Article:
I am really stuck on this and I couldn't find any references on the internet regarding this. When a load is connected to a generator, why does the current withdrawn from the generator increases. Since the connected load will increase the overall impedance of the system, shouldn't the generator now supply less current ?

I was able to explain this in case of induction motors (When they are loaded, their effective reactance decreases and hence they draw more current), however I'm not able to explain this in cases of heaters and light bulbs.

• How much impedance does an open circuit have? – Ignacio Vazquez-Abrams Nov 17 '13 at 7:58
• An open circuit has infinite impedance – Kartik Anand Nov 17 '13 at 7:58
• So then how does adding a load increase the impedance? – Ignacio Vazquez-Abrams Nov 17 '13 at 8:00
• Perhaps you should be glad if you don't get that job... – Ignacio Vazquez-Abrams Nov 17 '13 at 8:09
• If you put two subcircuits in series with a supply, the supply doesn't have two loads. It has one load whose characteristics are a composite of the characteristics of the two subcircuits. – Ignacio Vazquez-Abrams Nov 17 '13 at 8:17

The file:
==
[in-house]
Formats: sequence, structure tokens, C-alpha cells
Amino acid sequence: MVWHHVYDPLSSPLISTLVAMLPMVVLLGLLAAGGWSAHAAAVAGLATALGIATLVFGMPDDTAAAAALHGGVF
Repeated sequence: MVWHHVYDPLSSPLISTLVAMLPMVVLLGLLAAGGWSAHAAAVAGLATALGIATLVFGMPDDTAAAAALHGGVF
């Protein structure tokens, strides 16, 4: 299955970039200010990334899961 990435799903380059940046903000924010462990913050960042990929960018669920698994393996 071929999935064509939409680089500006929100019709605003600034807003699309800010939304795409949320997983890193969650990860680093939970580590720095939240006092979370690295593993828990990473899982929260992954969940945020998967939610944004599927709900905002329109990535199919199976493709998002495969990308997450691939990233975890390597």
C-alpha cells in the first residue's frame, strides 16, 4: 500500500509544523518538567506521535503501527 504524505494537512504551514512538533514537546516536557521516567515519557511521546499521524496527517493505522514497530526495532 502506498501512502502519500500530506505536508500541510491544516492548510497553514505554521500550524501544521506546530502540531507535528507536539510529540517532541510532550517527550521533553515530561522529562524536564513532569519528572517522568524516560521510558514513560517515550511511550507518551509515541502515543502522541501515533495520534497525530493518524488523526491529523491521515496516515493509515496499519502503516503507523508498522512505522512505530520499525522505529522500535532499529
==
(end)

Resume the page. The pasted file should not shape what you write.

It's worth remembering that a generator has an active control system that works to maintain a certain output voltage.

That is, the generator is responsive to changes in the load impedance. A step increase in load power requirement will cause a temporary voltage dip, as the output power of the generator at that instant is less than the amount of power required by the load.

However, within a period of five seconds, the generator's governor and automatic voltage regulator will act to increase the generator's power output (voltage, current) until it matches the amount of power (voltage, current) required by the loads.

An unloaded generator will generate zero current, since it is open circuit. Hence there is no load angle. The load has infinite Z = no current draw.

In the case of induction motors, the current increase due to loading, is due to increase in the slip between rotor and stator (synch speed-rotor speed).

Heaters and lightbulbs are likely to be fairly resistive, probably slightly inductive.

Adding another element in parallel with a load like this may not change the Cos Phi all that much, and if the elements resistance is already quite high, you may not see any difference in current drawn.

To be any real help, we'd need to know the phase angle of your loads.